How to Set Up A Stability Budget
Many pharmaceutical manufacturers use data from the extensive product stability studies to determine the minimum and maximum allowed temperatures and time out of storage during transport.
Determining the product’s thermal stability (the product's ability to resist, under specified conditions, irreversible changes in its identity, strength, quality, and purity at various temperatures above and below the specified storage range) is the first step.
As one can imagine, time is of the essence, especially when developing a new drug substance. Therefore, instead of solely relying on real-time stability tests that may take years, most pharmaceutical manufacturers also choose to conduct accelerated stability studies and predict the shelf life using the Arrhenius equation.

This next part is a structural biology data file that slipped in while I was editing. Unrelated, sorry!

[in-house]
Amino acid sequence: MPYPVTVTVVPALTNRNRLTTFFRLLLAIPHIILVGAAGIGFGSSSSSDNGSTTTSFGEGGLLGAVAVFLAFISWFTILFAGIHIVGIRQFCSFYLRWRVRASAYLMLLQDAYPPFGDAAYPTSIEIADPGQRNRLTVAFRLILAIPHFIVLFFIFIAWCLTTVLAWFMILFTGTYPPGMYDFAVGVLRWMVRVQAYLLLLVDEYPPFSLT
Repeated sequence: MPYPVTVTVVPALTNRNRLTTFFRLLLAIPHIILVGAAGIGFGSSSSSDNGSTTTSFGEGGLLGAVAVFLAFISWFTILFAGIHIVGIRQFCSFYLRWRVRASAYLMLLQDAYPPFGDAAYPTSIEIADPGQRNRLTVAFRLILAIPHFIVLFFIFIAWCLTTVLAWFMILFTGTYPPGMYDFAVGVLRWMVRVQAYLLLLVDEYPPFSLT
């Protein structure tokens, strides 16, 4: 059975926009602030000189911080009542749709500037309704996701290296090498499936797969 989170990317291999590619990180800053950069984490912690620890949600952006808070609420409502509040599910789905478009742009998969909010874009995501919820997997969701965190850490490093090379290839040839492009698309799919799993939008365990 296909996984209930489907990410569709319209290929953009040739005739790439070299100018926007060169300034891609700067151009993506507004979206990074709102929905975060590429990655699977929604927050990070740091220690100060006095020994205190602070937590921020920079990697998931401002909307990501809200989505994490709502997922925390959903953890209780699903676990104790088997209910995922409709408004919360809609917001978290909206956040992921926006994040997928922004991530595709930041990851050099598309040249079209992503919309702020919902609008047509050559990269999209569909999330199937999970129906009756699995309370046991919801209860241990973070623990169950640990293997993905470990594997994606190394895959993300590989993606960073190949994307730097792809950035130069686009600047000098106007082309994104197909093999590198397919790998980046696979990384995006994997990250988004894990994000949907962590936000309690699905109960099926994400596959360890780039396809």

In these accelerated tests, the products are exposed to defined sets of elevated temperatures, for example, (25°C, 30°C, 40°C), and potency tested after defined periods (e.g., six days, 28 days, three months, 12 months, 24 months, and 36 months).